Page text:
Whiz Kids Workshop Bridges Educational Gaps

Whiz Kids Workshop, a nonprofit located in Ethiopia, uses media to educate children who do not have access to schooling. The organization has created three shows called Tsehai Loves Learning, Involve Me-Watch Me and Little Investigators that educate children on the fundamentals of learning. They use media and technology to promote literacy, health education and gender equality.

Whiz Kids Workshop was founded in 2005 by a husband and wife team who were inspired to help young children prepare for primary school in rural Ethiopia. Because the Ethiopian government does not have enough money to provide learning materials to children in preschools or kindergartens, many children miss out on basic education that prepares them for higher level schooling. Whiz Kids Workshop bridges this gap by providing young students with educational television programs, fundamental learning materials, storybooks and workbooks.

Their television show, Tsehai Loves Learning, had been expanded to movie screenings and DVDs all over Ethiopia. The show uses animation and puppets to present research based facts to their target audience of children ages 3 through 9. Topics covered by the show range from public health and ethics to literacy and preparing children for school.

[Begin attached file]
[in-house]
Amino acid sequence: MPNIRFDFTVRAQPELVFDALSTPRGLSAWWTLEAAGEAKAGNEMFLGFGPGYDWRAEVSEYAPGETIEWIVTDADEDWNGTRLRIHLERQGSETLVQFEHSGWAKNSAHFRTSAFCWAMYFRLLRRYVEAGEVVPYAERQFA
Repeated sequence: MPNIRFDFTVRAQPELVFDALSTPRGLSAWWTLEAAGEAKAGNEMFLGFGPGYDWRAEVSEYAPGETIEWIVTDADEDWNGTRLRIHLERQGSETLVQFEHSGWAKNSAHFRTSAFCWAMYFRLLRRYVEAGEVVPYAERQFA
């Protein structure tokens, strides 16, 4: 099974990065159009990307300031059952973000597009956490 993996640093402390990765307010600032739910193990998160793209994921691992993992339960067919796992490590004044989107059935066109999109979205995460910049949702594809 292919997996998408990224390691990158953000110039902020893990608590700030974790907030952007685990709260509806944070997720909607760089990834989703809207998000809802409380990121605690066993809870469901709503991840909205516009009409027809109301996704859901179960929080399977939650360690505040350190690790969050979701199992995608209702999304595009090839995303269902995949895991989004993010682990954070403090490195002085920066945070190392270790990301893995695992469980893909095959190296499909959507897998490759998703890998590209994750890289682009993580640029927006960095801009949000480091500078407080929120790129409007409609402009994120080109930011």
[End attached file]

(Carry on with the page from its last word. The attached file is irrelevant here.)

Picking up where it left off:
Involve Me-Watch Me was the first Ethiopian television program for youths ages 9 through 15. As of 2013, Whiz Kids Workshop has published over 30 educational storybooks and produced 32 radio show episodes based on this show. These books and shows have been distributed in 115 schools.

Little Investigators promotes scientific learning in a fun way and is the first Ethiopian show to do so. The show is targeted toward teenagers and aims to introduce the scientific method and how it can be used to analyze global warming, current issues and much more.

As of right now, the organization is producing their fourth show, Girls in Red, an animated series created especially for adolescent girls. The show tackles issues like child marriages, health issues like HIV and practicing safe sex. According to the United Nation’s campaign, Girl Up, only 38 percent of females ages 15 to 24 are literate, 20 percent of girls are married before the age of 15 and 12 percent of girls within this age range are mothers or pregnant with their first child. Young girls in Ethiopia are also seven times more likely to be HIV positive than males. Girls in Red is in the process of being produced with the goal to reduce these numbers and help young, Ethiopian females live healthier and smarter lives.

Julia Hettiger

Sources: Whiz Kids Workshop, Fast Company, Tadias
Photo: Fast Company